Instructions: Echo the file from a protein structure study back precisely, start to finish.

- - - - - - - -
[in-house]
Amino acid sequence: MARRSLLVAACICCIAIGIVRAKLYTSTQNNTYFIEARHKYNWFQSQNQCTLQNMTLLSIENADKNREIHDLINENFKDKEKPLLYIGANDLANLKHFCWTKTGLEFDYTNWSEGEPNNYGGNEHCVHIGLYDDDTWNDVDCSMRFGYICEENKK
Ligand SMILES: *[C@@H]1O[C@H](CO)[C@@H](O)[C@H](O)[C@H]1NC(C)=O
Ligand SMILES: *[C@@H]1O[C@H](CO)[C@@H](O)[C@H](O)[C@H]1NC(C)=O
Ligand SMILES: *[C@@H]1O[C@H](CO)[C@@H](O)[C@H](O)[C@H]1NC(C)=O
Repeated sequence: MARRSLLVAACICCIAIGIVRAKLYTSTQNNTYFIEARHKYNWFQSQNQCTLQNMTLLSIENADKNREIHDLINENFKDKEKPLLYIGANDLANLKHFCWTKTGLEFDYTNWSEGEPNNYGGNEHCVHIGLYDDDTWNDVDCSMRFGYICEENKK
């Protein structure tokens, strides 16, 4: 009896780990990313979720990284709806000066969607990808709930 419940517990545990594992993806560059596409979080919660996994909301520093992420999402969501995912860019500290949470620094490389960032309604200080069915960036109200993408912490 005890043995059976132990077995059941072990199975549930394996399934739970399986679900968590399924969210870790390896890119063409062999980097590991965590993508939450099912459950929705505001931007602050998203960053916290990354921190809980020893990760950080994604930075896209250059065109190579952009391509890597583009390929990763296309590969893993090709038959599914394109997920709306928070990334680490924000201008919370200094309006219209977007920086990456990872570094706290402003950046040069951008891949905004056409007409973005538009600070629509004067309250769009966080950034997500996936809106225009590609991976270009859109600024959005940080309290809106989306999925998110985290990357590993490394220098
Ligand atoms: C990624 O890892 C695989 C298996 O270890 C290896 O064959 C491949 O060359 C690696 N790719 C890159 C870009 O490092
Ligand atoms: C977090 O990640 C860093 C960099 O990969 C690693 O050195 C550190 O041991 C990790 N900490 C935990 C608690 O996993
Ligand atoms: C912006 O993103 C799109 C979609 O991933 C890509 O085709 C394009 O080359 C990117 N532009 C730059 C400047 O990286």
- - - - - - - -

[in-house]
Amino acid sequence: MARRSLLVAACICCIAIGIVRAKLYTSTQNNTYFIEARHKYNWFQSQNQCTLQNMTLLSIENADKNREIHDLINENFKDKEKPLLYIGANDLANLKHFCWTKTGLEFDYTNWSEGEPNNYGGNEHCVHIGLYDDDTWNDVDCSMRFGYICEENKK
Ligand SMILES: *[C@@H]1O[C@H](CO)[C@@H](O)[C@H](O)[C@H]1NC(C)=O
Ligand SMILES: *[C@@H]1O[C@H](CO)[C@@H](O)[C@H](O)[C@H]1NC(C)=O
Ligand SMILES: *[C@@H]1O[C@H](CO)[C@@H](O)[C@H](O)[C@H]1NC(C)=O
Repeated sequence: MARRSLLVAACICCIAIGIVRAKLYTSTQNNTYFIEARHKYNWFQSQNQCTLQNMTLLSIENADKNREIHDLINENFKDKEKPLLYIGANDLANLKHFCWTKTGLEFDYTNWSEGEPNNYGGNEHCVHIGLYDDDTWNDVDCSMRFGYICEENKK
């Protein structure tokens, strides 16, 4: 009896780990990313979720990284709806000066969607990808709930 419940517990545990594992993806560059596409979080919660996994909301520093992420999402969501995912860019500290949470620094490389960032309604200080069915960036109200993408912490 005890043995059976132990077995059941072990199975549930394996399934739970399986679900968590399924969210870790390896890119063409062999980097590991965590993508939450099912459950929705505001931007602050998203960053916290990354921190809980020893990760950080994604930075896209250059065109190579952009391509890597583009390929990763296309590969893993090709038959599914394109997920709306928070990334680490924000201008919370200094309006219209977007920086990456990872570094706290402003950046040069951008891949905004056409007409973005538009600070629509004067309250769009966080950034997500996936809106225009590609991976270009859109600024959005940080309290809106989306999925998110985290990357590993490394220098
Ligand atoms: C990624 O890892 C695989 C298996 O270890 C290896 O064959 C491949 O060359 C690696 N790719 C890159 C870009 O490092
Ligand atoms: C977090 O990640 C860093 C960099 O990969 C690693 O050195 C550190 O041991 C990790 N900490 C935990 C608690 O996993
Ligand atoms: C912006 O993103 C799109 C979609 O991933 C890509 O085709 C394009 O080359 C990117 N532009 C730059 C400047 O990286």